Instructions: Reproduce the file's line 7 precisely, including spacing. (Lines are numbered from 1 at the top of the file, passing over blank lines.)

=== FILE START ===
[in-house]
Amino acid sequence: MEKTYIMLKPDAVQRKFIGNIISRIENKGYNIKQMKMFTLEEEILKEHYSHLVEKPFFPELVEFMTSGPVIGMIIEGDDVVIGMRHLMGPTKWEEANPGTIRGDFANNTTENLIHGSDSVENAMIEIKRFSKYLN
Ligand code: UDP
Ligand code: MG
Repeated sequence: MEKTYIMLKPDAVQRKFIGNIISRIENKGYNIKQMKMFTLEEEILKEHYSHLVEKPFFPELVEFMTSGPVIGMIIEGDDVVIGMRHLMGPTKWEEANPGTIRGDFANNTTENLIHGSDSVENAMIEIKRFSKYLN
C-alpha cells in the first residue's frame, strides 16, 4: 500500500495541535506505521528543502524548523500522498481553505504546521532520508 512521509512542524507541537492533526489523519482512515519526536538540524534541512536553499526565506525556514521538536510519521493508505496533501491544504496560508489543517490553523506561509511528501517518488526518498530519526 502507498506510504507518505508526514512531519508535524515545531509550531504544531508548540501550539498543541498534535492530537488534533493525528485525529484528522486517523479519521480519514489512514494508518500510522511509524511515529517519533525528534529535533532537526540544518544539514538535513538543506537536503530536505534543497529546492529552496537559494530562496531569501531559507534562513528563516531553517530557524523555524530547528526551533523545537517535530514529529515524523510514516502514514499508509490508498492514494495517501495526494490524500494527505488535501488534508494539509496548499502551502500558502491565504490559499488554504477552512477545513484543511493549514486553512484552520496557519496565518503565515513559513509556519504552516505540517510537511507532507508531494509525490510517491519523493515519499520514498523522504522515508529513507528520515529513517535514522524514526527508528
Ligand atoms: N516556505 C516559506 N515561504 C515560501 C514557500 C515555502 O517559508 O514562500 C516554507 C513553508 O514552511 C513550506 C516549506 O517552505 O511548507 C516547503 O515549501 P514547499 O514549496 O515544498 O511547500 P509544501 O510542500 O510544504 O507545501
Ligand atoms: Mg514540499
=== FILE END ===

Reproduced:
Ligand atoms: N516556505 C516559506 N515561504 C515560501 C514557500 C515555502 O517559508 O514562500 C516554507 C513553508 O514552511 C513550506 C516549506 O517552505 O511548507 C516547503 O515549501 P514547499 O514549496 O515544498 O511547500 P509544501 O510542500 O510544504 O507545501